ncat -l  8080 > file.txt

Now on the machine from which the data is to be sent, run the following command

ncat 8080 --send-only < data.txt

Here, data.txt is the file that is to be sent. The --send-only option will close the connection once the file has been copied. If you do not use this option, then we will have to press ctrl+c to close the connection manually. We can also copy entire disk partitions using this method, but it should be done with caution, as there is no recovery option. If the transfer is interrupted, it must start again from scratch.
In this case ncat is "cat-ing" a file across a TCP connection to another server where the transferred data is redirected to a file name.

Create a backdoor via nc/ncat

The NC command can also be used to create a backdoor in your system. This technique is a method actually used by hackers. We should know how it works in order to secure our system. To create a backdoor, the command is.

ncat -l 10000 -e /bin/bash

The -e flag attaches a bash shell to port 10000.  Now a client can connect to port 10000 on the server at IP address and they will have complete access to the system through the bash shell when they run the following command.

ncat 1000

Port forwarding via nc/ncat

We can also use NC for port forwarding with the help of option -c .  The syntax for accomplishing port forwarding is

ncat -u -l  80 -c  'ncat -u -l 8080'

Now all the connections for port 80 will be forwarded to port 8080.

Set Connection timeouts

Listener mode in ncat will continue to run & would have to be terminated manually. But we can configure timeouts with option -w

ncat -w 10 8080

This will cause the connection to be terminated in 10 seconds, but it can only be used on the client side & not on the server side.

Force the server to stay up using the -k option in ncat
When the client disconnects from the server, after sometime the server also stops listening. However we can force the server to stay connected & continue listening to the port with the option -k . Run the following command

ncat -l -k 8080

Now the server will stay up, even if the connection from the client is broken.

13 March 2019

How to run logrotate for a specific log file

An extract from the web page http://www.thecave.info/execute-logrotate-command-manually/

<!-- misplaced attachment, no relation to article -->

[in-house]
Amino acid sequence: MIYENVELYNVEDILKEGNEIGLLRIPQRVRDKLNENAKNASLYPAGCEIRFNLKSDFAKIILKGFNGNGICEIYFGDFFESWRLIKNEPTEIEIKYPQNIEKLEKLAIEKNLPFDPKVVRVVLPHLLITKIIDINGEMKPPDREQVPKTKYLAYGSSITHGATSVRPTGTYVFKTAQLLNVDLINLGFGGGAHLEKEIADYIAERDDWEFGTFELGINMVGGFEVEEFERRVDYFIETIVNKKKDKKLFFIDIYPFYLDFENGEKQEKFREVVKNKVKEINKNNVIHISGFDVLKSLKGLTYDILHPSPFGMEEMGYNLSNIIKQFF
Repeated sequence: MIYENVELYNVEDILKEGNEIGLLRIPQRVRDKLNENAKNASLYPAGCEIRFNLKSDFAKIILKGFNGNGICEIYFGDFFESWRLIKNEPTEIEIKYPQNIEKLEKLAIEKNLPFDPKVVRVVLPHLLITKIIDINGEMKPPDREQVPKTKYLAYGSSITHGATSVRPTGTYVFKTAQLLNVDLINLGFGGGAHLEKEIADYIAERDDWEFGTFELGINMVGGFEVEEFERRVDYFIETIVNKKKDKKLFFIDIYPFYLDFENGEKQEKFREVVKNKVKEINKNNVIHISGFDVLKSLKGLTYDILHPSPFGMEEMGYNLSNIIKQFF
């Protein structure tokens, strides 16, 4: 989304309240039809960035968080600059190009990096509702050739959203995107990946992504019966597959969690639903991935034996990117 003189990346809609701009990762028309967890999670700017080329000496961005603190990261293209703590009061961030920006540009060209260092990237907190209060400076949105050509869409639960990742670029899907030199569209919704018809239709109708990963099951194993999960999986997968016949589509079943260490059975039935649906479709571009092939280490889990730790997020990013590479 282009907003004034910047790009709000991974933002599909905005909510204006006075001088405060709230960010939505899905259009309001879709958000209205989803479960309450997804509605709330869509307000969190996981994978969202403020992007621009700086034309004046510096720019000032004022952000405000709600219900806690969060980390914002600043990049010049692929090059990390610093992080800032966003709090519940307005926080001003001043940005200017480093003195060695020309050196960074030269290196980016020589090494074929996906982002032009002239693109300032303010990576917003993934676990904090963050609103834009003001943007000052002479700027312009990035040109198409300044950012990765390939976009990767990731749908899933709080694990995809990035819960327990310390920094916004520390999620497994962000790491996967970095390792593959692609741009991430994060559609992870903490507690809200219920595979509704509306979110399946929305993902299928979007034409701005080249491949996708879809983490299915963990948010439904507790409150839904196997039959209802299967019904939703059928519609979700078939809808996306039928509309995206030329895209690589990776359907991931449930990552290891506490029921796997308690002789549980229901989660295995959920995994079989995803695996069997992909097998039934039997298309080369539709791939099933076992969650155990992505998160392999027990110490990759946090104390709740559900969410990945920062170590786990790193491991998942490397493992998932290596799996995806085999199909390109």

Execute Logrotate Command Manually

I needed to rotate a log file that was filled with duplicate lines, and had filled the / directory. The syslog file was now 180GB in size. (a nouveau issue in Linux lite 4 caused this)   I knew that the compressed log file would be very small as the gigabytes of duplicate lines in syslog would compress to nothing. (eventually it was 11MB after compression)
The following extract/example is forcing the apache2 log file to rotate. I needed the syslog file to be rotated. The first job was to free up as much space as possible in order to allow the log rotate action to take place. This involved moving, or deleting all large files in my home directory, and deleting any archived log files that were large enough to make a difference.
I used the following command for syslog

  1. logrotate -vf /etc/logrotate.d/rsyslog

The extract from the previously mentioned web page where his problem is the apache log follows:-

Since most of my disk space was consumed by apache, I decided to execute logrotate command manually in linux and pass it the config of the logrotate apache . To do so, I used the following command:
  1. logrotate -vf /etc/logrotate.d/apache2.conf
The flags ‘-vf’ passed to the command are as follows:
  • -v verbose shows more information. useful to try detect any errors there may be with logrotate
  • -f force the rotation to occur even if it is not necessarily needed
And /etc/logrotate.d/apache2.conf is the location of my config file of for the apache2